Where There’s Smoke examines two important topics – the effects of family violence and breakup, and the devastation that bushfire can wreak. Both are couched within the exploration of the way friendship and community can help both battle through tough times and heal afterwards.

Inspired by the Victorian bushfires of February 2009, Where There’s Smoke is an excellent offering.

Where There's Smoke

Where There’s Smoke, by John Heffernan
Omnibus, 2010

This book can be purchased online from Fishpond. Buying through this link supports Aussiereviews.

Alice Miranda on Holiday, by Jacqueline Harvey

Alice-Miranda Highton-Smith-Kennington-Jones said goodbye to her friends on the steps of Winchesterfield Manor.
‘Please try to be brave, Mrs Smith.’ She wrapped her arms around the cook’s waist.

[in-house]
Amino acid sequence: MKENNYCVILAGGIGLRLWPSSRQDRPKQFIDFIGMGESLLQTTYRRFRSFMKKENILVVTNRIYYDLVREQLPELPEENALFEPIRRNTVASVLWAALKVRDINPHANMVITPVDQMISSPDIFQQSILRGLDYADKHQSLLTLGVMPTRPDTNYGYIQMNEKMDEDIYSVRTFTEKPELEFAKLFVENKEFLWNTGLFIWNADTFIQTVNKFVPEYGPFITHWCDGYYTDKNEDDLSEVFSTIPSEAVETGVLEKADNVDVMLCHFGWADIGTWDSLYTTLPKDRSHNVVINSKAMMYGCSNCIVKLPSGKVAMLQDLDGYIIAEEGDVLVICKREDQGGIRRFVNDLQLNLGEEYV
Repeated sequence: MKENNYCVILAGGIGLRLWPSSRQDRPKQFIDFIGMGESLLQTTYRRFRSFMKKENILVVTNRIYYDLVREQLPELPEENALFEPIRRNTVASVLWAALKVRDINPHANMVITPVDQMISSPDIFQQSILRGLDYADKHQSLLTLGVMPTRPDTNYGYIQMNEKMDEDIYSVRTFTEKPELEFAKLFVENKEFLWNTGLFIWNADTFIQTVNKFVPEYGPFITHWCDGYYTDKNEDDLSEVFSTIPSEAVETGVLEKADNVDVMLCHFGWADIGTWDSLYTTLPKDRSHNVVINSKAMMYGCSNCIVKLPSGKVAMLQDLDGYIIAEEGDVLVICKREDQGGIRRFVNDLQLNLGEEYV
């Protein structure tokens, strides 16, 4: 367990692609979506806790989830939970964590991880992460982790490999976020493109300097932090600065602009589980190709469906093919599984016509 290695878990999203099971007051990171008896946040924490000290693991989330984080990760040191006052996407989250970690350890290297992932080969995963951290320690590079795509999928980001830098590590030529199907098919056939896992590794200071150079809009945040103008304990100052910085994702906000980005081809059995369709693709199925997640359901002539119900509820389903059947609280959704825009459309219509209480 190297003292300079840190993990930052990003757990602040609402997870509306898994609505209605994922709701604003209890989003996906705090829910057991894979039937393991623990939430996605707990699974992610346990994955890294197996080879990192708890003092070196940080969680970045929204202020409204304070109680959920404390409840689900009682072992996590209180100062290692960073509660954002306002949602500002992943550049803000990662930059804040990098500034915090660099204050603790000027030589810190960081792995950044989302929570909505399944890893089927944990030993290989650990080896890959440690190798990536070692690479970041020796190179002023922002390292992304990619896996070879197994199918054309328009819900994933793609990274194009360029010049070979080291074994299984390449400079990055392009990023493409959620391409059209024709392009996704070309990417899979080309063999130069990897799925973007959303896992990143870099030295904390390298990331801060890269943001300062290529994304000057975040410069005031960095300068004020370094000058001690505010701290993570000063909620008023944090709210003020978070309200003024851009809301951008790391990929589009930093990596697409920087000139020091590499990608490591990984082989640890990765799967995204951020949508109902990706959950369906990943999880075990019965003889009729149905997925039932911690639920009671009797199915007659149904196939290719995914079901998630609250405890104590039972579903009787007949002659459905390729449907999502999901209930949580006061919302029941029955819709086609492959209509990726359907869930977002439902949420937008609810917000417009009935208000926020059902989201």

‘Dear girl.’ Mrs Smith sniffled into her tissue, then fished around in her apron pocket to retrieve a small parcel wrapped in greaseproof paper. ‘Some brownies for the drive.’
‘Oh Mrs Smith, my favourites! You really are the best brownie cook in the whole world. I’ll share them with Mummy and Jacinta. You know, I was thinking you should make them for Kennington’s. I’m sure we’d sell kazillions. Imagine: Mrs Smith’s Scrumptious Melt-in-Your-Mouth Chocolate Brownies”.’ Alice-Miranda underlined the invisible words in the air. ‘Wouldn’t that be amazing – you’d be famous!’

In the first Alice-Miranda story, this tiny girl managed to change her school by the power of her optimism and good will. Alice-Miranda on Holiday begins with Alice-Miranda leaving school after her first term there. The staff are sorry to see her go, even though it’s only for a short while. She and Jacinta are very excited to be going to Highton Hall, Alice-Miranda’s home. But despite their welcome there, Alice-Miranda can see that there are strange things happening. There’s the mysterious bad-tempered boy who throws things at them, an unexplained black car, and a movie star guest. When Jacinta is struck down with the flu, it’s up to Alice-Miranda to work out just what’s going on.